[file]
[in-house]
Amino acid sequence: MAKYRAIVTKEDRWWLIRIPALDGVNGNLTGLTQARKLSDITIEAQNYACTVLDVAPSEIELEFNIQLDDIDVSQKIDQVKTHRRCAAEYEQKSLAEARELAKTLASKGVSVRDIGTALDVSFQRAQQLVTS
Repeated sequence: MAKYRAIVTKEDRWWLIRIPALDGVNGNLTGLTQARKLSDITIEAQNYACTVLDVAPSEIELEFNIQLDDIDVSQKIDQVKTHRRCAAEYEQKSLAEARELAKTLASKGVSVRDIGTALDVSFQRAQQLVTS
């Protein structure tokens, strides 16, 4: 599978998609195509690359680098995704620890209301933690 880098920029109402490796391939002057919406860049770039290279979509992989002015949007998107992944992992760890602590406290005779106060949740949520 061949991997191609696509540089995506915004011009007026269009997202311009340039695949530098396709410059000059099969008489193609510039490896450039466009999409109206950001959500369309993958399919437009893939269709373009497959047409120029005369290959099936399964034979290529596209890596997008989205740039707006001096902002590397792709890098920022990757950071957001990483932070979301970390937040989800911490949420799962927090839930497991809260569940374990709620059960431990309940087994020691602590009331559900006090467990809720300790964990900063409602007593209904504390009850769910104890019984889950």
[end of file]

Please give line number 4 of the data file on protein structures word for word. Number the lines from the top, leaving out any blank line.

């Protein structure tokens, strides 16, 4: 599978998609195509690359680098995704620890209301933690 880098920029109402490796391939002057919406860049770039290279979509992989002015949007998107992944992992760890602590406290005779106060949740949520 061949991997191609696509540089995506915004011009007026269009997202311009340039695949530098396709410059000059099969008489193609510039490896450039466009999409109206950001959500369309993958399919437009893939269709373009497959047409120029005369290959099936399964034979290529596209890596997008989205740039707006001096902002590397792709890098920022990757950071957001990483932070979301970390937040989800911490949420799962927090839930497991809260569940374990709620059960431990309940087994020691602590009331559900006090467990809720300790964990900063409602007593209904504390009850769910104890019984889950």